Serena Solomon began her adult life as a social worker helping homeless teens in her hometown of Sydney, Australia. During that time she learned three things: listen, listen, and listen. It is a lesson that served her well when she transitioned into journalism with a BA in Media.
After spending years as a reporter in the gritty world of New York City local news, Serena is now a freelance journalist and writer who regularly contributes to the New York Times as well as other publications such as the BBC and the Atlantic’s CityLab.
Serena sporting orange hair during a study abroad stint in Seattle
ST: When did you first realize you wanted to be a writer?
I never thought to myself “I want to be a writer.” However, I did think at about the age of 14 that I wanted to be a journalist. I love the entire process of interviewing, researching, thinking and writing.
ST: Whose biography would you most like to write?
I love the stories of “regular” people. I’ve interviewed a few celebrities and it tends to be boring; they are cautious and you’ve likely heard their story before. The story of a random person will always be surprising and often, their life story will reflect something greater in society — a cultural trend, a grand moment in history, etc.
ST: If you were writing a StoryTerrace book of your life, what would be the title and why?
I will tell you when I’m 90. Probably because I’ve written obituaries, I do have a morbid fascination with what the lead (the opening few sentences of a news article) of mine might be. That’s if I even get one! You need to be a little bit famous to get a decent obituary.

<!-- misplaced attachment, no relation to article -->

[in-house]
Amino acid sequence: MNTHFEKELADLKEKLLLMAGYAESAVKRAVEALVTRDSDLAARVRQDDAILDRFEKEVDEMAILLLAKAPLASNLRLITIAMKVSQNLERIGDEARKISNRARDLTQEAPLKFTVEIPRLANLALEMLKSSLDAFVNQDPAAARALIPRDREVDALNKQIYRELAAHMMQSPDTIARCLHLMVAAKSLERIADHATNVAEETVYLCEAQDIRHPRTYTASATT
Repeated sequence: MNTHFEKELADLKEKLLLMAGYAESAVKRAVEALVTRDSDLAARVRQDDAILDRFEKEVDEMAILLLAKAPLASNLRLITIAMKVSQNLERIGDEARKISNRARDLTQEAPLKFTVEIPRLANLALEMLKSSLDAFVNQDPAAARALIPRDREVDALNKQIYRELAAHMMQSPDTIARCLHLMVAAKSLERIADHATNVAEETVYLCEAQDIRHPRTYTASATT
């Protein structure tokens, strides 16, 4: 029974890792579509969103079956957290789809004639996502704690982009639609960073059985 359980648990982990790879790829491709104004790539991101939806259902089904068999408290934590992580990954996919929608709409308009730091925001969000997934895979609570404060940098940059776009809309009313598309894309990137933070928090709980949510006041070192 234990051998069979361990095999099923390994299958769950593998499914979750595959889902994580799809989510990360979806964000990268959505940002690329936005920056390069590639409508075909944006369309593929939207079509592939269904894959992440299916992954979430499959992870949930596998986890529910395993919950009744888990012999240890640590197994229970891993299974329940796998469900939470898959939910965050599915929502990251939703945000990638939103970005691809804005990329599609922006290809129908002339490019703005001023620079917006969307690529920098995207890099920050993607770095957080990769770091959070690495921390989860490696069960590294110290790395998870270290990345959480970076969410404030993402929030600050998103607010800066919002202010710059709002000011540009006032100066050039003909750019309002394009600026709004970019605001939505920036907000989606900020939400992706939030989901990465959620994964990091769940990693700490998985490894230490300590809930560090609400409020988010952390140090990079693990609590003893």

ST: What surprised you most about working for StoryTerrace?
When I sit down with an elderly client whose family bought them a biography package, often the client will say “I have no idea why the family wants this documented.” And then over the course of a few hours, this incredible story trickles out of them. People don’t seem to realize the incredible story they’ve lived. Hopefully, when they read their life in a StoryTerrace book it changes their opinion.
ST: What is your idea of perfect happiness?
An endless Saturday morning.
ST: What is your biggest fear?
Writing on a white board or blackboard (showing my age there) in front of other people. I’m a good writer, but a terrible speller. Spell check is my best friend. Thank God I wasn’t a journalist in the typewriter era!
ST: Consider your life story. What's the name of the chapter you're in right now?
"Is There a Manual for This Kid?"
ST: What trait do you admire most in others?
ST: If you hadn't become a writer, what career would you have right now?
Probably a producer of documentaries. It’s another way to tell stories and I am obsessed with stories.
ST: What is your most treasured possession?
Probably my engagement ring. I’m not really into possessions, but I can take a ring on an airplane so it is very portable. I think that comes with moving to different countries, because you have to get rid of a lot of things when you move or pay huge amounts in shipping.
ST: Who are your favorite writers?
Taffy Brodesser-Akner. Although she writes about other people, often her magazine features are really about herself, which proves to be the more interesting story.
ST: For someone that asks questions for a living, what is it like answering questions about yourself?
It’s terrible. I’m reminded how generous people are to answer the questions I ask of them. It makes you feel vulnerable.
ST: Salty or sweet?
ST: Introvert or extrovert?
ST: Truth or dare?
ST: Vintage or modern?
ST: X-ray vision or time travel?
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